This is a garden that I happened upon when I got lost one Saturday morning.
Baffled by the weird progression of house numbers on this particular street, I had pulled the car to the side of the road to get my bearings.
I glanced across the street and this is what I saw:
Isn't that a nice garden, I thought to myself. I love the soft curves of those front flowerbeds.
Could this be the "Open Garden" I was looking for? I dug out the scrap of paper on which I had hastily jotted down the address for the Open Garden.
No! The house number was definitely wrong...but I reasoned, if there was anyone in the neighbourhood capable of giving me directions to the garden I was actually looking for, surely it would be another gardener. I boldly resolved to go to the front door, get directions... and maybe even work in a request to take a few pictures. Shameless I know!
As luck would have it, I didn't even make it all the way up the front path when Patricia Griesser happened out her front door. Gracious and kind, as most gardeners I come across are, Patricia gave me a tour of the lovely garden she and her husband Loren created a few minutes later.
As we chatted away, Patricia shared a number of really great ideas. Here are just a few of them.
1. Turn problem features into assets. What would you do if there was an open drainage ditch for rainwater at the front of your property?
Most of the other homeowners on the same street had just ignored it and left if as a grassy incline. Instead Patricia has used it as an excuse to create a very nice rock garden. In doing so, she has turned a less than ideal feature into a very nice asset.
2. Plant herbs for great foliage without the bug and slug holes. Here Patricia has incorporated Purple Sage in amongst her flowers.
3. Place pots of brightly colored annuals right into your perennial borders. As we all know, perennial flowers come and go leaving sections of any garden without any color at least some of the time. To add a bit of interest, Patricia places container plantings of colorful annuals right into her flowerbeds.
4. To save money and to guarantee a nice mid-summer display, pot up your annuals as early you dare. That way they can fill in nicely by July. Because they were given lots of time to mature, it took only three of these pretty purple and white Scaevola plants to fill a good sized flower pot.
This tropical Caladium is one of Patricia's favourite plants in the garden at the moment. "I love the foliage. It will grow in complete shade and really adds a bright pop of color to a shady corner."
5. Don't think of annuals as just "flowers" or as plants you only use in pots. Here Patricia has planted two different varieties of Licorice plants as a groundcover at the front of her perennial border. They look great and are untouched by slugs.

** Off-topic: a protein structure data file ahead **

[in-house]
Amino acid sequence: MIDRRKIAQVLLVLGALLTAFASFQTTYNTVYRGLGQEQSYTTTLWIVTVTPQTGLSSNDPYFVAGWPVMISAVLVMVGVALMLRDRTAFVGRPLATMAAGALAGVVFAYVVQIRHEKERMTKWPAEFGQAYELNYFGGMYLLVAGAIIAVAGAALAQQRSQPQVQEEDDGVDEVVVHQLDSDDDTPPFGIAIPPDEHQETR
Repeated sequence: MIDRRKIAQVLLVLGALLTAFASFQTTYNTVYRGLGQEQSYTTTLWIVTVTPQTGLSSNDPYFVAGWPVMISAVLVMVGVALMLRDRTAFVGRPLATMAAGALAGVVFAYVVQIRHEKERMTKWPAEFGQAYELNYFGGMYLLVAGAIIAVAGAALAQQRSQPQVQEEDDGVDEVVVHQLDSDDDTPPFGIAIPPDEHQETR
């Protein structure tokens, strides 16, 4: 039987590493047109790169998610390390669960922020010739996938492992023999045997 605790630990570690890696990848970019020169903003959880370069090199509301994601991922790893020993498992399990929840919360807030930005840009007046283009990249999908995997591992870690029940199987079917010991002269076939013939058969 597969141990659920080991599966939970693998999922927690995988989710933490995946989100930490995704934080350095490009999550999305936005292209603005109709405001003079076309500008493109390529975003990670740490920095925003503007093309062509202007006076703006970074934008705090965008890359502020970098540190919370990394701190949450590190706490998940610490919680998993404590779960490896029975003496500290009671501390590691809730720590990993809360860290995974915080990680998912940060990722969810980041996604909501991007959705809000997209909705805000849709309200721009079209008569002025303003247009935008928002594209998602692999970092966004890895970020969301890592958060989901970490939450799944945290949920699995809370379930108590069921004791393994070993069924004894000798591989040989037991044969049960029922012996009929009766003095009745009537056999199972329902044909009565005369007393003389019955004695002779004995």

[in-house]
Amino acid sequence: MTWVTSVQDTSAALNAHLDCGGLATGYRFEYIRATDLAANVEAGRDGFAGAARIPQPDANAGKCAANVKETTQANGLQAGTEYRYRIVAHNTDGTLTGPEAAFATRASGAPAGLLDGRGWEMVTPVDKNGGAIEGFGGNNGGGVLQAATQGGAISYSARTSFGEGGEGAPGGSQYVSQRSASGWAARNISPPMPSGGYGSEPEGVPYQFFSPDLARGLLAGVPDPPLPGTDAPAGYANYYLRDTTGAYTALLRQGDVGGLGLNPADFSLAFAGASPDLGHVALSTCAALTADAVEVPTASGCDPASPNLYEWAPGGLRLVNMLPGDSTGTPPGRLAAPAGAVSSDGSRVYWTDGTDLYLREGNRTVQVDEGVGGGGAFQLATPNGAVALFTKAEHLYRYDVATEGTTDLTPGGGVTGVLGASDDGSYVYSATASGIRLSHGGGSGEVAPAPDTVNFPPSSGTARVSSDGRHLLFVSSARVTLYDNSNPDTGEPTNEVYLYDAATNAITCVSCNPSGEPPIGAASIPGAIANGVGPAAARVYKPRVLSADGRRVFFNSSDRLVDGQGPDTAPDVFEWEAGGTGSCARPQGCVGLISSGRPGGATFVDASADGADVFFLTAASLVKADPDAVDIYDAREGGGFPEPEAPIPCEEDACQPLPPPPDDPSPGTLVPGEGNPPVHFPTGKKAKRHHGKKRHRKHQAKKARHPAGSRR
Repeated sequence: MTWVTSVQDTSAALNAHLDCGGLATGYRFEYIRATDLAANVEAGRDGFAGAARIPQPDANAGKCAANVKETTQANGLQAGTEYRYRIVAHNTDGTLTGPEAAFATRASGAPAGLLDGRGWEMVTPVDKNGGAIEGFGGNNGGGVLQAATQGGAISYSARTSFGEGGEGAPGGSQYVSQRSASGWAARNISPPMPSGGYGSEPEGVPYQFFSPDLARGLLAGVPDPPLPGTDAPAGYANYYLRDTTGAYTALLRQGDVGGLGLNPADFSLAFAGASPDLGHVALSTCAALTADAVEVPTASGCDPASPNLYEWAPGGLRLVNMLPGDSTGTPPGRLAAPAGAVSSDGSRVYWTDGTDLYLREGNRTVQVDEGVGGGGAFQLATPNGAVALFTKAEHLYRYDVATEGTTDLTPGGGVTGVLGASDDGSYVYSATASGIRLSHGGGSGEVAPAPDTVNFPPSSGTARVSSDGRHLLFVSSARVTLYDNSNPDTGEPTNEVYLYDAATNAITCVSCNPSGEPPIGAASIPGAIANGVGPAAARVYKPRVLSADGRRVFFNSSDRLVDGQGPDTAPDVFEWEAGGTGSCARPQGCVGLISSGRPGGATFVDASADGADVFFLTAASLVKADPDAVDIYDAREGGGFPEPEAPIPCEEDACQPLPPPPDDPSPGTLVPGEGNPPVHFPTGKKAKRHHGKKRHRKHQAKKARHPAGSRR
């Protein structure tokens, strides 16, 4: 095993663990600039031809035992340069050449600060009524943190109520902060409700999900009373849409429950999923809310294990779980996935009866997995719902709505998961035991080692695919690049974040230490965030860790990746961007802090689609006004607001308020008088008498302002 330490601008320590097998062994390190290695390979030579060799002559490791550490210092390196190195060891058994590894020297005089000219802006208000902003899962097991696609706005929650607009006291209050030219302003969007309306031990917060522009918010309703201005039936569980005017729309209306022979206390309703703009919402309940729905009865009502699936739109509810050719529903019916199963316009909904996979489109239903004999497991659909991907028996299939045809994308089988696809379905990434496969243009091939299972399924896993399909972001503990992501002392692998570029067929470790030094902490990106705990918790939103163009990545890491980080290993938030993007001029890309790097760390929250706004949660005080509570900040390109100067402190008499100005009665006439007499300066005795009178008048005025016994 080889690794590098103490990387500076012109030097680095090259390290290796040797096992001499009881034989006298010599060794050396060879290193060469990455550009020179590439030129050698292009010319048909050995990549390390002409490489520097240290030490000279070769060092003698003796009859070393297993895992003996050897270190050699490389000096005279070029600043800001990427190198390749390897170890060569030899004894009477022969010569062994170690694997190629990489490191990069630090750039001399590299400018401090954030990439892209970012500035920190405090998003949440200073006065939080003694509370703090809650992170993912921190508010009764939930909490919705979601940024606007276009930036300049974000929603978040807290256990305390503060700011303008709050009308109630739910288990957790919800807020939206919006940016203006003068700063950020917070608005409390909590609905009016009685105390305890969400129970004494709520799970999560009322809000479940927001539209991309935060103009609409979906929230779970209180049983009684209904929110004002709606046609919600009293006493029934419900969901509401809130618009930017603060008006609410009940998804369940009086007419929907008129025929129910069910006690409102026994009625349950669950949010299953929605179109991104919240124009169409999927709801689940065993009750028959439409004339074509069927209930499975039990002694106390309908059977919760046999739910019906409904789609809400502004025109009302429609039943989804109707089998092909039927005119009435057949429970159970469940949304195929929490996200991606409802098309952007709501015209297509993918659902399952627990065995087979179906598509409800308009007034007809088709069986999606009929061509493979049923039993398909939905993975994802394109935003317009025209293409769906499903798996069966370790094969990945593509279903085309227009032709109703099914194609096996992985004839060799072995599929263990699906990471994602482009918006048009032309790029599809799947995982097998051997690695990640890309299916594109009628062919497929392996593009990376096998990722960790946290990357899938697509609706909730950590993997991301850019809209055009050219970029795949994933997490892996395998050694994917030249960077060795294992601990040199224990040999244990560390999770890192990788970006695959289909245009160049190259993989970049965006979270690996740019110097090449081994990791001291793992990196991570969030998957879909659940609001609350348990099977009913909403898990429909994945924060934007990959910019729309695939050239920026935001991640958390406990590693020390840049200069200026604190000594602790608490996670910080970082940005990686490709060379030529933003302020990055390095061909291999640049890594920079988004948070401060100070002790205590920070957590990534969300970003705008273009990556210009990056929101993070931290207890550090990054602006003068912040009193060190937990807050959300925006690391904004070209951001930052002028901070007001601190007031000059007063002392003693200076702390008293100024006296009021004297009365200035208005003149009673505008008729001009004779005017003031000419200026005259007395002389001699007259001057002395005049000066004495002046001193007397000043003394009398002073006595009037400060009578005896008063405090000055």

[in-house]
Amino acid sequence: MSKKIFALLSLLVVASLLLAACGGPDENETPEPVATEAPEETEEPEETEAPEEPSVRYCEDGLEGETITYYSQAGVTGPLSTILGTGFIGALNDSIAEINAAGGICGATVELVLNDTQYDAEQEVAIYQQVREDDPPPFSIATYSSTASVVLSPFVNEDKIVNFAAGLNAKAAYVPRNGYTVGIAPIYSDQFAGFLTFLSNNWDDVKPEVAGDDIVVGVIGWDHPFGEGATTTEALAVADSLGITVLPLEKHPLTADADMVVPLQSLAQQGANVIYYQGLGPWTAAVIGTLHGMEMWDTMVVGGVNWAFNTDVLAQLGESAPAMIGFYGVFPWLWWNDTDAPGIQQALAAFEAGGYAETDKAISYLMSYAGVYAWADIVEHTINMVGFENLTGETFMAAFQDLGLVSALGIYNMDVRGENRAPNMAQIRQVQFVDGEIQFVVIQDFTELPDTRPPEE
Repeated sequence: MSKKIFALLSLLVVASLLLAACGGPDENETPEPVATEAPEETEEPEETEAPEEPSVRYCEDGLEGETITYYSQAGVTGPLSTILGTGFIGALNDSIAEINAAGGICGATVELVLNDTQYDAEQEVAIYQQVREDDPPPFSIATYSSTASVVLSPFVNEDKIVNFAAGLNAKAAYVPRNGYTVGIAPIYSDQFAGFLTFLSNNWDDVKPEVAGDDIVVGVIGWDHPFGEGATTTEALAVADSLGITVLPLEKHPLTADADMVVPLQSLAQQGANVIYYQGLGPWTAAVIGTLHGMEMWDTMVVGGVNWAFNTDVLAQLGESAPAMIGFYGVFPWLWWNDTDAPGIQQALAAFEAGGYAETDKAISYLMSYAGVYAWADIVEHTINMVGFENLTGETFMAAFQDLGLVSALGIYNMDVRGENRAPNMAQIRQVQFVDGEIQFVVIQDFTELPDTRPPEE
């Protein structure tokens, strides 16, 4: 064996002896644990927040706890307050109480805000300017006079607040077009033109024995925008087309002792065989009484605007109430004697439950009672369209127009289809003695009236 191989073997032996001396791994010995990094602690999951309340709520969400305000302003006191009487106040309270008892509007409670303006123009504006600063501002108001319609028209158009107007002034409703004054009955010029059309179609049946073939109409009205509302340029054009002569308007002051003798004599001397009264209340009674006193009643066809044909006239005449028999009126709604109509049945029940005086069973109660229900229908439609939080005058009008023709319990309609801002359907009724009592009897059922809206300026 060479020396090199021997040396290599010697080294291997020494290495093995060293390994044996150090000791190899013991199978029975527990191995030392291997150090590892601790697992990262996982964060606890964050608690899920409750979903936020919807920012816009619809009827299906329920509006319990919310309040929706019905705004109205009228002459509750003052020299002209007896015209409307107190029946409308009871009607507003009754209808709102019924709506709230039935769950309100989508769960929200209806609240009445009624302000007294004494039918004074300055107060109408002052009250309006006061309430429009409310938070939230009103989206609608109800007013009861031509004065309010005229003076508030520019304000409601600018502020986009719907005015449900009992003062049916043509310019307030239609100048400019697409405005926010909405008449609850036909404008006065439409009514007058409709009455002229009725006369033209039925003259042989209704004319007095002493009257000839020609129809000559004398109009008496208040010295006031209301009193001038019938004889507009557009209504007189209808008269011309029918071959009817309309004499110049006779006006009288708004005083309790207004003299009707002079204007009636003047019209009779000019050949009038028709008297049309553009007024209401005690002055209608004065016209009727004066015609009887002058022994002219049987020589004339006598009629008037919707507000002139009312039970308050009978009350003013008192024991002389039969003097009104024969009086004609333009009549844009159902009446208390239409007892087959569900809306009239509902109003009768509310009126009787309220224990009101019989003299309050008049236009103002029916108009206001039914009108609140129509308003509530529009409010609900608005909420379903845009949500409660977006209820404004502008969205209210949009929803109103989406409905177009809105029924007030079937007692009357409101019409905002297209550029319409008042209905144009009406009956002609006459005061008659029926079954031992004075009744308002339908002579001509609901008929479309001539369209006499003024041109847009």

Yellow tiger lily
As we pass along the fence, there are a number of lilies adding to the show of
Unknown Daylily (possibly 'Frans Hals')
6. Don't let a lack of sun or space limit the kinds of plants you grow. The Griesser's backyard is fairly shady and less than ideal for growing vegetables. Instead Patricia grows tomatoes right in with the flowers along the front fence. She also has them growing in pots by the sunny side doorway.
On the right there is a picture of a blackberry which she has espaliered along the fence.
A pretty patch of Japanese Grass opposite the 'Annabelle' hydrangea.
Did you notice the nice circular motif in the stonework under the gate?
This motif continues along the pathway into the backyard.
Here we are just inside the back gate. To the right is a pondless waterfall. Patricia had someone help with the installation of this water feature, but did all of the planting herself.
This is Tigger, a 16 year old Tabby who knows just how to make a dramatic entrance.
Photograph ME! I am the true beauty, not that silly garden!
I would be remiss if I didn't also introduce you the other family pets. Harvey is the blonde and Patricia describes George on the right as "our little general".
Mature trees cast most of the back garden into dappled shade.
If you could be a kid again, wouldn't you just LOVE to have a castle like this in your backyard?
Patricia tells me, "The castle play house was built by my husband 20 years ago when the boys were 2 and 4. It was converted to a folly about 6 years ago..."
"The metal bunnies are made from recycled materials by Dog Bite Steel, an Uxbridge Ontario metal artist. I love his whimsical creations."
The generously proportioned deck off the back of the house is the perfect place to sit and enjoy the garden.
Just at the top of the stairs is another one of Patricia's favourite plants this summer: Begonia, 'Million Kisses'.
Begonia, 'Million Kisses'
Many thanks to both Patricia and Loren for allowing me to share their delightful garden.
Have a great weekend everyone!
Update: Many people have remarked on the rock garden/rainwater drainage ditch. I asked Patricia a bit more about it and here is what she had to say:
"Typically with heavy rain, only 20% of the ditch floods. But it does drain quickly. The top part of the ditch is planted with several different sedums: Angelina, Dragon's Blood, Sedum Acre (this one is extremely hardy and spreads like wildfire). At the bottom of the ditch there is Vinca, Creeping mint, variegated Ajuga, self-seeding Violas, Perilla and Candy Tuft.
In total there are probably 10 different Sedums, 3 different Creeping Junipers, several Thymes, 5-6 different creeping Phlox, Creeping Jenny, Rock Rose, Lamium, Hens and Chicks, and Creeping Veronica. There are also crocus and miniature daffodils for lots of spring color."